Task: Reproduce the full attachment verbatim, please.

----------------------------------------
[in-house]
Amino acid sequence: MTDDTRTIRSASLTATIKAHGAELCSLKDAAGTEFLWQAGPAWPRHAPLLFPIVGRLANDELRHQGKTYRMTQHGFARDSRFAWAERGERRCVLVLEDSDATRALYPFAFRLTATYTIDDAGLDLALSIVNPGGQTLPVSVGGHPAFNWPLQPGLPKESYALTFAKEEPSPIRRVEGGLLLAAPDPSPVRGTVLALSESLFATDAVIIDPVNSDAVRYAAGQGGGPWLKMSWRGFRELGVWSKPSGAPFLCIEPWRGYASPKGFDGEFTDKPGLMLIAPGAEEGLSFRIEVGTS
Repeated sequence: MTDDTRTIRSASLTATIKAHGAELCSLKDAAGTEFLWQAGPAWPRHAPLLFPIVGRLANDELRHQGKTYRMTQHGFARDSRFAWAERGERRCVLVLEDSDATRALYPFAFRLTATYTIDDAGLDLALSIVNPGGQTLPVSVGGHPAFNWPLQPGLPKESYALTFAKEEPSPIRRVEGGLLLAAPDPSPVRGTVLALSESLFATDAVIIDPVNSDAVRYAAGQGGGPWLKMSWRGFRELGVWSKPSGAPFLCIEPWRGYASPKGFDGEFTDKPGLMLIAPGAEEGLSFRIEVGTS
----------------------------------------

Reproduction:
[in-house]
Amino acid sequence: MTDDTRTIRSASLTATIKAHGAELCSLKDAAGTEFLWQAGPAWPRHAPLLFPIVGRLANDELRHQGKTYRMTQHGFARDSRFAWAERGERRCVLVLEDSDATRALYPFAFRLTATYTIDDAGLDLALSIVNPGGQTLPVSVGGHPAFNWPLQPGLPKESYALTFAKEEPSPIRRVEGGLLLAAPDPSPVRGTVLALSESLFATDAVIIDPVNSDAVRYAAGQGGGPWLKMSWRGFRELGVWSKPSGAPFLCIEPWRGYASPKGFDGEFTDKPGLMLIAPGAEEGLSFRIEVGTS
Repeated sequence: MTDDTRTIRSASLTATIKAHGAELCSLKDAAGTEFLWQAGPAWPRHAPLLFPIVGRLANDELRHQGKTYRMTQHGFARDSRFAWAERGERRCVLVLEDSDATRALYPFAFRLTATYTIDDAGLDLALSIVNPGGQTLPVSVGGHPAFNWPLQPGLPKESYALTFAKEEPSPIRRVEGGLLLAAPDPSPVRGTVLALSESLFATDAVIIDPVNSDAVRYAAGQGGGPWLKMSWRGFRELGVWSKPSGAPFLCIEPWRGYASPKGFDGEFTDKPGLMLIAPGAEEGLSFRIEVGTS